Dr. Henry Cloud wrote a book called Integrity wherein he describes it as “the courage to meet the demands of reality.” When it comes to confronting assault issues, too often I fear we are not courageous enough to deal with the reality and the challenges that come along with it.
Life is forever confounding and challenging. As a professional, first in the insurance industry and then higher education, I always believed in leaving my intensely personal issues at home, safely out of mind from day-to-day work responsibilities.
Late last year my personal life collided with my work life in regards to the issues of assault on college campuses.
A consultant was urging me to speak up as issues of sexual assault and campus violence attracted more and more attention. He argued that it was essential for me to share thoughts as the president of the largest accredited honor society in the Association of College Honor Societies. We’re also an honor society with a 70 percent female member population.
But in thinking this through, I was very hesitant. I came to realize my past was holding me back. I had never spoken publicly about the relationship violence I had experienced many years ago. Calling for high achievers to raise the bar and speak up, while I remained silent about my own experiences, just felt wrong.
Perhaps some can compartmentalize their lives and plow ahead without integrating what they have seen and reacted to. This was not possible for me. I realized in order to write about issues of sexual assault and campus violence, I needed to first explain what had happened to me, and that would not be easy.
I kept being encouraged that the higher ed community would welcome public statements from someone like me. I was assured many college presidents and association leaders felt they couldn’t weigh in as the Justice Department was launching investigations and other elements were making the environment very fraught.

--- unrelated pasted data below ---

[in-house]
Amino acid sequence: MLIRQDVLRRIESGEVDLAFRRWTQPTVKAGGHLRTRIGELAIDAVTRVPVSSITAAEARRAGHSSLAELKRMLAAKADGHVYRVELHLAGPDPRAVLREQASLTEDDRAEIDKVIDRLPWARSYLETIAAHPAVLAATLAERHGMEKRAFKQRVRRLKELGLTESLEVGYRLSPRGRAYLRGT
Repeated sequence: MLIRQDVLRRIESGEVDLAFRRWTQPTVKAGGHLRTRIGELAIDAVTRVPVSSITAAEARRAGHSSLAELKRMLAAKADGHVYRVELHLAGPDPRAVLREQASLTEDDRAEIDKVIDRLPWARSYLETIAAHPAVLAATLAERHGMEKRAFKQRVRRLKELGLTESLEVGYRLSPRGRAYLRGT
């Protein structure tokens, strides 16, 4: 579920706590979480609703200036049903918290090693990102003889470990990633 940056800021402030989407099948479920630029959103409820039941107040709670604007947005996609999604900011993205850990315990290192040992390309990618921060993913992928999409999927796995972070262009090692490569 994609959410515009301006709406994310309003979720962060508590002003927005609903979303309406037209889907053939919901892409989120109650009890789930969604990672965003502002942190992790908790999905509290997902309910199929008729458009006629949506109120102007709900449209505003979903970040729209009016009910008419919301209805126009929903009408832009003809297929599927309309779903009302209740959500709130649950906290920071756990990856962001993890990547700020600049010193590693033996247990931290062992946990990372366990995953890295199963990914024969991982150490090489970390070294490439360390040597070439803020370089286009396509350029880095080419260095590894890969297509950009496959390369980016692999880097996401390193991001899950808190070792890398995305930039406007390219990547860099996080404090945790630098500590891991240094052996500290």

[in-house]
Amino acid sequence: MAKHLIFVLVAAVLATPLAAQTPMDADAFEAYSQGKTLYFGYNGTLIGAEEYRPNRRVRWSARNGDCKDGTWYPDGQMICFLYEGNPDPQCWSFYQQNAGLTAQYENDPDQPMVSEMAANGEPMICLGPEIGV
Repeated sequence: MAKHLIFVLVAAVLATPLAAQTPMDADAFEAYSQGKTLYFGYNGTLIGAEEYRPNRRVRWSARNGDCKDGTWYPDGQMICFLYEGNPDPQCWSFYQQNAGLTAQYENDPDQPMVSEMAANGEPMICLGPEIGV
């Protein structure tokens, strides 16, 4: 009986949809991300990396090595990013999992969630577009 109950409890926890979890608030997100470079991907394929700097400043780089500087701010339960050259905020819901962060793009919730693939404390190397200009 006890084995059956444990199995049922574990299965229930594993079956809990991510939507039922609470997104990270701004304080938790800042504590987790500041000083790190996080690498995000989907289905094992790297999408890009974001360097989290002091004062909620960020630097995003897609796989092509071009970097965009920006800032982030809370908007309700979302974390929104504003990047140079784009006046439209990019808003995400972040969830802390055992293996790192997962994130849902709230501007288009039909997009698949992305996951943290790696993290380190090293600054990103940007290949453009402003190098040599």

It was clear that students and their campuses communities were all struggling with this and I knew it was essential to help shine a light on the issue without blaming or vilifying institutions of higher ed. This was especially important with so many of them taking more steps to improve the campus culture.
I reflected on Cloud’s sentiments as I considered the reality facing our college campuses today. Ultimately, I decided to share my experiences openly and honestly in a blog entry and use it as a call to action for our honor society and the entire college sector.
I was nervous as I waited to see the reaction. My anxiety was misplaced. Our honor society’s national leadership council immediately embraced my words and stepped up to help lead the charge. Our board of directors, inspired by the passion of our student leaders, was supportive of the cause. Even U.S. Sen. Richard Blumenthal of Connecticut tweeted the blog. It went viral.
This issue has helped galvanize The National Society of Collegiate Scholars and we have made an examination of the problem and solutions a central part of our ScholarCon conference in late June.
Certainly I can’t speak for other leaders in our space, but a recent poll indicated that college presidents were split on the occurrence of sexual assault, be it in a general sense or on the campuses they oversee. When asked if they thought sexual assault was a “problem,” these presidents were more likely to think of as a general problem rather than as an issue on their own campuses.
Maybe this is all someone else’s issue or being blown out of proportion. Maybe. For those that have acknowledged these issues as real concerns or problems, I strongly believe that, by acknowledging the issues, leaders are setting their institutions on a courageous path to changing outcomes for their students. I hope they will be joined by many more.
I see my role as one to look for and highlight solutions. I will leave the blame game and investigations to appropriate authorities. But I remain convinced, more than ever, that the effort to support sexual assault and campus violence victims, while praising prevention methods, is a worthy endeavor.
Verelyn Gibbs Watson is president and COO of The National Society of Collegiate Scholars.